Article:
During the Ivy heyday in the US, and as VAN Jac was budding in Japan, Kyu Sakamoto‘s “Ue o muite arukō” became one of the best pop songs to come out of the ’60s. It topped the Billboard charts in 1963, the only Japanese song ever to do so. Since the song’s title didn’t lend itself to easy export, the song was marketed worldwide under the name “Sukiyaki,” a dish in Japanese cuisine. That’s kind of like marketing an American song — say, Lou Christie’s “Two Faces Have I,” to pick one from the same year — in foreign markets under the name “Macaroni and Cheese.” I had the pleasure of signing “Sukiyaki” at a karaoke bar during a summer spent in Japan when I was 20. A fond memory for sure, especially as it’s such a great tune.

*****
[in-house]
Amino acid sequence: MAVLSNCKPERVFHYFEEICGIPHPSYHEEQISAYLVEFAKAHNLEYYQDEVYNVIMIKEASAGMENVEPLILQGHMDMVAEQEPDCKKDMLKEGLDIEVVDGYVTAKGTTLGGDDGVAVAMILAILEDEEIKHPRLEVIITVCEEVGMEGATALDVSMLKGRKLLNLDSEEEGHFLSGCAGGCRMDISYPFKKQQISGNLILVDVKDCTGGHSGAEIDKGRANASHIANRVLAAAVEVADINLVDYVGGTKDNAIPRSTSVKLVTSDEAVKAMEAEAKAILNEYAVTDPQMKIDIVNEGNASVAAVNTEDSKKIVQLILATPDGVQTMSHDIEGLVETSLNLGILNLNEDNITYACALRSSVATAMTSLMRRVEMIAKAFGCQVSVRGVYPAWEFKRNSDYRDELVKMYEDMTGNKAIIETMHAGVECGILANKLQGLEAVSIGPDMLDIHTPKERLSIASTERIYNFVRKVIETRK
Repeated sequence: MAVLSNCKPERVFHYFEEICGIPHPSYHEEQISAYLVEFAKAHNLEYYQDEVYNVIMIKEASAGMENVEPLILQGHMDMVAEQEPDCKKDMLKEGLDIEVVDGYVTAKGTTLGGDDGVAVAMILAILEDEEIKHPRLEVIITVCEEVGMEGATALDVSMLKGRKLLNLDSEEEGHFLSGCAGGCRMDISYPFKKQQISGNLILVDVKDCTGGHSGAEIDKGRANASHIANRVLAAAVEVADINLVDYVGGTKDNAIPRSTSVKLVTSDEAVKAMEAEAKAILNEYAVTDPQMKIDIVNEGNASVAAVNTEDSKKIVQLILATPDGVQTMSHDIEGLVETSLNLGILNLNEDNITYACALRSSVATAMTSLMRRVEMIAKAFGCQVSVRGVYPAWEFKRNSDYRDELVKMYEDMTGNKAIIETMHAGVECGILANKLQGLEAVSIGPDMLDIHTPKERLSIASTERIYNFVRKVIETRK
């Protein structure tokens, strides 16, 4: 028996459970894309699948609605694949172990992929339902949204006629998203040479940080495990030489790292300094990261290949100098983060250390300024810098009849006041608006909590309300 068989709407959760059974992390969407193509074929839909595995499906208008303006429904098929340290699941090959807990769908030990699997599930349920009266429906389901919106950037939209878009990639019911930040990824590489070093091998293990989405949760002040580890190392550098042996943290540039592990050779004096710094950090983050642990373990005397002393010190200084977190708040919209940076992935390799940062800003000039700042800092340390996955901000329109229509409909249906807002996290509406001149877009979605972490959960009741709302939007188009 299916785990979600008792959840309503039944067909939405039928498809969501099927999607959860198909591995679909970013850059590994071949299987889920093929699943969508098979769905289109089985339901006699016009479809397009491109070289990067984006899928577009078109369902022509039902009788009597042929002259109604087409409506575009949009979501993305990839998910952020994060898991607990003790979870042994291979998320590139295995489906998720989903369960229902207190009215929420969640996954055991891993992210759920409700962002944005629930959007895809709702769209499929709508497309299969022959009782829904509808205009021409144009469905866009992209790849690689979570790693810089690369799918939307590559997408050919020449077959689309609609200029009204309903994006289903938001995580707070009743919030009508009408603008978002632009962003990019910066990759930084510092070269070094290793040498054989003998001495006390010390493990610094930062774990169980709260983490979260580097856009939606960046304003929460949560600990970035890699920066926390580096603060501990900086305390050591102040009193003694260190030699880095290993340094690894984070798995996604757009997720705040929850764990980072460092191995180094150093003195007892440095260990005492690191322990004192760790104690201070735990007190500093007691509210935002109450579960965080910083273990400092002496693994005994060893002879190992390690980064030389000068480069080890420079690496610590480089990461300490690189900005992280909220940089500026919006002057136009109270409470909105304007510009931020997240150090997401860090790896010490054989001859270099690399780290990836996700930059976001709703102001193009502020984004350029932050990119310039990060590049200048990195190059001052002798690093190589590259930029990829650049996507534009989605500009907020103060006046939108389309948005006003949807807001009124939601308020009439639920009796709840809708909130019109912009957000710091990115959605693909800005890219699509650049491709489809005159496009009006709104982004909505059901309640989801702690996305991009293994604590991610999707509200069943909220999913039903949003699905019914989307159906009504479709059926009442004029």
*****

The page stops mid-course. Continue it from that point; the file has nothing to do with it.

Sakamoto’s version of “China Nights,” also from ’63, is another gem and a minor follow-up hit for the singer. The song dates to World War II and was used as propaganda for Imperial Japan’s ambitions in China, encouraging young men to enlist with the promise of meeting a lovely Chinese girl. Sakamoto’s version includes updated lyrics, partly in English:
While on YouTube, I came across this surprising find: Two Indonesian brothers from Holland known as The Blue Diamonds, doing “Sukiyaki” in German. The approach is wonderfully laid-back and the guys look great:
Photos of Sakamoto show him to be more Main Street than Ivy (the photo at top, one could argue, is somewhere in between). In 1985 he joined Buddy Holly and the many other pop stars to die tragically in a plane crash.
Before the plane went down, he managed to write a farewell note to his wife. — CC